1984 Totalitarianism In 1984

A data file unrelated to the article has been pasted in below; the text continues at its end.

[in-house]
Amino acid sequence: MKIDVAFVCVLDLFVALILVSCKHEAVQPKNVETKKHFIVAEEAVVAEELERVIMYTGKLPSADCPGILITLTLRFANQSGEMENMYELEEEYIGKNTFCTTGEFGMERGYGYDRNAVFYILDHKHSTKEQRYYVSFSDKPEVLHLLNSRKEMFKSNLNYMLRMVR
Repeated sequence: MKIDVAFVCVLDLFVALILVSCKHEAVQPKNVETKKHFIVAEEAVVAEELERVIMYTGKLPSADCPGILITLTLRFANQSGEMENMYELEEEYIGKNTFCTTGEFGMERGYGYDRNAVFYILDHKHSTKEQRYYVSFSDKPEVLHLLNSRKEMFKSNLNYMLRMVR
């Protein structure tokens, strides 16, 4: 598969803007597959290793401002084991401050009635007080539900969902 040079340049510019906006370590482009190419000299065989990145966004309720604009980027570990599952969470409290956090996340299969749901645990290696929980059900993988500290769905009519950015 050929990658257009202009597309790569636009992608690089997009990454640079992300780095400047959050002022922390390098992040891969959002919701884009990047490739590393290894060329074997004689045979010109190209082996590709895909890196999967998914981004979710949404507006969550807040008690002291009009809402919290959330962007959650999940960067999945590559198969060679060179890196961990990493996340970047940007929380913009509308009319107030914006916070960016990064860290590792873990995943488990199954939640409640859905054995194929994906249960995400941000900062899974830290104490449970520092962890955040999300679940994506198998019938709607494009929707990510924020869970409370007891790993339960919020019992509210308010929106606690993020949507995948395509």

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The Flawed World of 1984 A dystopia is an imaginary place or state in which the condition of life is bad, as from deprivation, oppression, or terror. Referring to the definition, totalitarianism throughout 1984 demonstrates all elements of a dystopia. Big Brother instills fear in the minds of Oceanians to access all power and build their version of a utopia. Orwell faults the world of 1984 to show the protagonist, Winston Smith, is able to overcome all fears the Party instills in him and to find it in himself to rebel against the totalitarian government. Winston criticizes his society for being so driven by party ideology which encourages them to go through mental processes that confuse them with what is reality as to the Party’s version of reality (Becnel 74). The protagonist proves himself to be a misfit in the society of 1984 by not conforming to the party’s ideas as others would, diminishing the idea of individuality. George Orwell portrays a dystopian society through a rebellious protagonist’s hatred of totalitarianism to illustrate the idea of nonconformity in 1984. Winston Smith can be comparable to someone who is above the middle class, but not exactly an elite either. He works with the outer party in the Ministry of Truth where they alter the history of Oceania to make it appropriate for their government. Winston has one thing against the government though making his placement in his work ironic, his memory. People do not have memories of life before

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